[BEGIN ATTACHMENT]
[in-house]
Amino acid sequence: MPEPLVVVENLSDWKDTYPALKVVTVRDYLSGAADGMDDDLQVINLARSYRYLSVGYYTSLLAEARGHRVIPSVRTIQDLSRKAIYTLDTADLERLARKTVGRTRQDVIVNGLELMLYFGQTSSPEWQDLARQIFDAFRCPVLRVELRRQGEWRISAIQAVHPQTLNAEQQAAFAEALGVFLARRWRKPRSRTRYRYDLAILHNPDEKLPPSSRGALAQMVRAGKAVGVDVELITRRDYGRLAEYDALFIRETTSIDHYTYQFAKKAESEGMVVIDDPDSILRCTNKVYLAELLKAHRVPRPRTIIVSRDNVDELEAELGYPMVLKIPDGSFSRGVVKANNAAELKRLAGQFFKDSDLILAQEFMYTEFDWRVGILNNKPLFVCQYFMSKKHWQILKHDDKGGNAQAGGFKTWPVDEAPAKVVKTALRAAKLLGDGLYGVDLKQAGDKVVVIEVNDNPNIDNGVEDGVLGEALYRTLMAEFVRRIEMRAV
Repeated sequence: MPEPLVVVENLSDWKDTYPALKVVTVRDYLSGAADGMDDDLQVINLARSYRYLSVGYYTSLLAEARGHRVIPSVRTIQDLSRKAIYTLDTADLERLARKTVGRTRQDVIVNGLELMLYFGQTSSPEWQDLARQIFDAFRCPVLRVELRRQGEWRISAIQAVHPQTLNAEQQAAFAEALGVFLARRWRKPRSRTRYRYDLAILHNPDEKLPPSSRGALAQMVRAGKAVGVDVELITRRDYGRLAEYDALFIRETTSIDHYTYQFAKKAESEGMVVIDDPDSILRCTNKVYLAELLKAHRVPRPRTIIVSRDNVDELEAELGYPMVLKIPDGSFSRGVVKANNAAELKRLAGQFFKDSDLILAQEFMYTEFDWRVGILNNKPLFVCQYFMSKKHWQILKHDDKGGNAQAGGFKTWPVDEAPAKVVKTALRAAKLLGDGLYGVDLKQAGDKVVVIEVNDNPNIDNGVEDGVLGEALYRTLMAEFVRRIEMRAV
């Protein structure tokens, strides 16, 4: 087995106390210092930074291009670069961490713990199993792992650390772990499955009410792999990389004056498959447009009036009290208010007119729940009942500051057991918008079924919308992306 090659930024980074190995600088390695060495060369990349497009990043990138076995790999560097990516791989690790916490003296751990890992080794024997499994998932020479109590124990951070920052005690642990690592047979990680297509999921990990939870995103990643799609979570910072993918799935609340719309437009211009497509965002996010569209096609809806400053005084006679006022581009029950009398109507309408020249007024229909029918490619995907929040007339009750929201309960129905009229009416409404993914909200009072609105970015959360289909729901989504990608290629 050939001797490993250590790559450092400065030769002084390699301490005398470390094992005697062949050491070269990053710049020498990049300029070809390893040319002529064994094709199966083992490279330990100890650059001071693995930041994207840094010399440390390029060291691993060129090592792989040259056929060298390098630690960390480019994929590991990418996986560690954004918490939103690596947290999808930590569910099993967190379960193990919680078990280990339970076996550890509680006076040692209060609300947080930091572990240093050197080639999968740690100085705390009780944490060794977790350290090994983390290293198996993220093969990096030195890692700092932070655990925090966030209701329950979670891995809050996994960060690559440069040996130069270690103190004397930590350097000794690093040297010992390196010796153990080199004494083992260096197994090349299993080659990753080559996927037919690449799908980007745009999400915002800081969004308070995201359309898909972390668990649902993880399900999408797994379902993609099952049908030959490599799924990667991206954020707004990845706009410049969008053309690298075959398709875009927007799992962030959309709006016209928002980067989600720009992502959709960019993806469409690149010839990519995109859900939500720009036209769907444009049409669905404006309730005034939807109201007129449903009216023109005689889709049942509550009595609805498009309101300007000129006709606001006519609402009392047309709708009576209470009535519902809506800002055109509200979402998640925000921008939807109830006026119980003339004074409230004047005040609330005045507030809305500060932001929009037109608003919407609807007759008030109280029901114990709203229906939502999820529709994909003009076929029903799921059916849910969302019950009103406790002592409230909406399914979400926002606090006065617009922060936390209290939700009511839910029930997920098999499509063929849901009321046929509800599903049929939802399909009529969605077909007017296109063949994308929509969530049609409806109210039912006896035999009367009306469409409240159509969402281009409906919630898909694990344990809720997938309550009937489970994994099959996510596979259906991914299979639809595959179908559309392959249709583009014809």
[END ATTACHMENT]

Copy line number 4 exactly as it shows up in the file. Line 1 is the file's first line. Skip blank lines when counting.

């Protein structure tokens, strides 16, 4: 087995106390210092930074291009670069961490713990199993792992650390772990499955009410792999990389004056498959447009009036009290208010007119729940009942500051057991918008079924919308992306 090659930024980074190995600088390695060495060369990349497009990043990138076995790999560097990516791989690790916490003296751990890992080794024997499994998932020479109590124990951070920052005690642990690592047979990680297509999921990990939870995103990643799609979570910072993918799935609340719309437009211009497509965002996010569209096609809806400053005084006679006022581009029950009398109507309408020249007024229909029918490619995907929040007339009750929201309960129905009229009416409404993914909200009072609105970015959360289909729901989504990608290629 050939001797490993250590790559450092400065030769002084390699301490005398470390094992005697062949050491070269990053710049020498990049300029070809390893040319002529064994094709199966083992490279330990100890650059001071693995930041994207840094010399440390390029060291691993060129090592792989040259056929060298390098630690960390480019994929590991990418996986560690954004918490939103690596947290999808930590569910099993967190379960193990919680078990280990339970076996550890509680006076040692209060609300947080930091572990240093050197080639999968740690100085705390009780944490060794977790350290090994983390290293198996993220093969990096030195890692700092932070655990925090966030209701329950979670891995809050996994960060690559440069040996130069270690103190004397930590350097000794690093040297010992390196010796153990080199004494083992260096197994090349299993080659990753080559996927037919690449799908980007745009999400915002800081969004308070995201359309898909972390668990649902993880399900999408797994379902993609099952049908030959490599799924990667991206954020707004990845706009410049969008053309690298075959398709875009927007799992962030959309709006016209928002980067989600720009992502959709960019993806469409690149010839990519995109859900939500720009036209769907444009049409669905404006309730005034939807109201007129449903009216023109005689889709049942509550009595609805498009309101300007000129006709606001006519609402009392047309709708009576209470009535519902809506800002055109509200979402998640925000921008939807109830006026119980003339004074409230004047005040609330005045507030809305500060932001929009037109608003919407609807007759008030109280029901114990709203229906939502999820529709994909003009076929029903799921059916849910969302019950009103406790002592409230909406399914979400926002606090006065617009922060936390209290939700009511839910029930997920098999499509063929849901009321046929509800599903049929939802399909009529969605077909007017296109063949994308929509969530049609409806109210039912006896035999009367009306469409409240159509969402281009409906919630898909694990344990809720997938309550009937489970994994099959996510596979259906991914299979639809595959179908559309392959249709583009014809």